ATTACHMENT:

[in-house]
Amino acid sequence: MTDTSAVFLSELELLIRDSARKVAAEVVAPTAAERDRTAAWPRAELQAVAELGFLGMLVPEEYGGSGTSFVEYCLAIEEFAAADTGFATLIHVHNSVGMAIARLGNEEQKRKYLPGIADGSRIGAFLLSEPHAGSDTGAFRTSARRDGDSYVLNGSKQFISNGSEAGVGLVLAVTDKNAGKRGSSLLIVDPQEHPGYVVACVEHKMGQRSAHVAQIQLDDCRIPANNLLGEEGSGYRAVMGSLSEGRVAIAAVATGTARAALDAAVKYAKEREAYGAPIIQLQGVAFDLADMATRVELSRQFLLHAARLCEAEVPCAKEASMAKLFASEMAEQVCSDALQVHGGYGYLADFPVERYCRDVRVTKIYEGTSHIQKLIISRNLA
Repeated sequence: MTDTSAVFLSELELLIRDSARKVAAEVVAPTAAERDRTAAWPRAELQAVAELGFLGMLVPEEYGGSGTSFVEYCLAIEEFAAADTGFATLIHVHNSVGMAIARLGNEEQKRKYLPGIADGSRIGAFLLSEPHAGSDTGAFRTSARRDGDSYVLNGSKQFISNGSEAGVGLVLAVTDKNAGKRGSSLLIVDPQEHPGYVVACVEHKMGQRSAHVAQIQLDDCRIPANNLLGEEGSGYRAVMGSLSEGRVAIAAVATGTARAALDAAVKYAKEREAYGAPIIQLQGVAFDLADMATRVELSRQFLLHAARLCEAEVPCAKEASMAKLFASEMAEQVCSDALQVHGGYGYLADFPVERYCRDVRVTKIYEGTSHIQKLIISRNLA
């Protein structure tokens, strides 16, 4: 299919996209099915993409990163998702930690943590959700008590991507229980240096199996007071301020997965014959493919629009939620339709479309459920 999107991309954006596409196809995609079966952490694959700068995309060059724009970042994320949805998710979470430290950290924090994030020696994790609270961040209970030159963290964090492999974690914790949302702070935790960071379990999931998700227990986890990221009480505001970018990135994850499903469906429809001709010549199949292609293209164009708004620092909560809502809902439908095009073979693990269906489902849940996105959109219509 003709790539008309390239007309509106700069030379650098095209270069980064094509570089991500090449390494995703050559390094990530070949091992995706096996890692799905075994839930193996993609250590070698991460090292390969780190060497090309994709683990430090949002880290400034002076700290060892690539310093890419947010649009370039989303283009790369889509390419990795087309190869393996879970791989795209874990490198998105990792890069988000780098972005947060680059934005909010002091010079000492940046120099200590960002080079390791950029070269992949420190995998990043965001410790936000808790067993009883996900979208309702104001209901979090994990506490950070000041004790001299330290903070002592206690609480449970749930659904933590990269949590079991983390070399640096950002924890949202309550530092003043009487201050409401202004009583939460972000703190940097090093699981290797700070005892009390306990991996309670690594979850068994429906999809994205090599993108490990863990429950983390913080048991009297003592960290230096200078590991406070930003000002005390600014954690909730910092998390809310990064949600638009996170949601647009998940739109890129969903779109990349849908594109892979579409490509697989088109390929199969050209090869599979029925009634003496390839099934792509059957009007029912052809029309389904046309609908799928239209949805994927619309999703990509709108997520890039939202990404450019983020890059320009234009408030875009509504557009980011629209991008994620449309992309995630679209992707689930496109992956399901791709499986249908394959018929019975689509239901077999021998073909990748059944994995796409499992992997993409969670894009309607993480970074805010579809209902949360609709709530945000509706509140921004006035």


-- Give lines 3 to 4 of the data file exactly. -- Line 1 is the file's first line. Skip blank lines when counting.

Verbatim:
Repeated sequence: MTDTSAVFLSELELLIRDSARKVAAEVVAPTAAERDRTAAWPRAELQAVAELGFLGMLVPEEYGGSGTSFVEYCLAIEEFAAADTGFATLIHVHNSVGMAIARLGNEEQKRKYLPGIADGSRIGAFLLSEPHAGSDTGAFRTSARRDGDSYVLNGSKQFISNGSEAGVGLVLAVTDKNAGKRGSSLLIVDPQEHPGYVVACVEHKMGQRSAHVAQIQLDDCRIPANNLLGEEGSGYRAVMGSLSEGRVAIAAVATGTARAALDAAVKYAKEREAYGAPIIQLQGVAFDLADMATRVELSRQFLLHAARLCEAEVPCAKEASMAKLFASEMAEQVCSDALQVHGGYGYLADFPVERYCRDVRVTKIYEGTSHIQKLIISRNLA
């Protein structure tokens, strides 16, 4: 299919996209099915993409990163998702930690943590959700008590991507229980240096199996007071301020997965014959493919629009939620339709479309459920 999107991309954006596409196809995609079966952490694959700068995309060059724009970042994320949805998710979470430290950290924090994030020696994790609270961040209970030159963290964090492999974690914790949302702070935790960071379990999931998700227990986890990221009480505001970018990135994850499903469906429809001709010549199949292609293209164009708004620092909560809502809902439908095009073979693990269906489902849940996105959109219509 003709790539008309390239007309509106700069030379650098095209270069980064094509570089991500090449390494995703050559390094990530070949091992995706096996890692799905075994839930193996993609250590070698991460090292390969780190060497090309994709683990430090949002880290400034002076700290060892690539310093890419947010649009370039989303283009790369889509390419990795087309190869393996879970791989795209874990490198998105990792890069988000780098972005947060680059934005909010002091010079000492940046120099200590960002080079390791950029070269992949420190995998990043965001410790936000808790067993009883996900979208309702104001209901979090994990506490950070000041004790001299330290903070002592206690609480449970749930659904933590990269949590079991983390070399640096950002924890949202309550530092003043009487201050409401202004009583939460972000703190940097090093699981290797700070005892009390306990991996309670690594979850068994429906999809994205090599993108490990863990429950983390913080048991009297003592960290230096200078590991406070930003000002005390600014954690909730910092998390809310990064949600638009996170949601647009998940739109890129969903779109990349849908594109892979579409490509697989088109390929199969050209090869599979029925009634003496390839099934792509059957009007029912052809029309389904046309609908799928239209949805994927619309999703990509709108997520890039939202990404450019983020890059320009234009408030875009509504557009980011629209991008994620449309992309995630679209992707689930496109992956399901791709499986249908394959018929019975689509239901077999021998073909990748059944994995796409499992992997993409969670894009309607993480970074805010579809209902949360609709709530945000509706509140921004006035």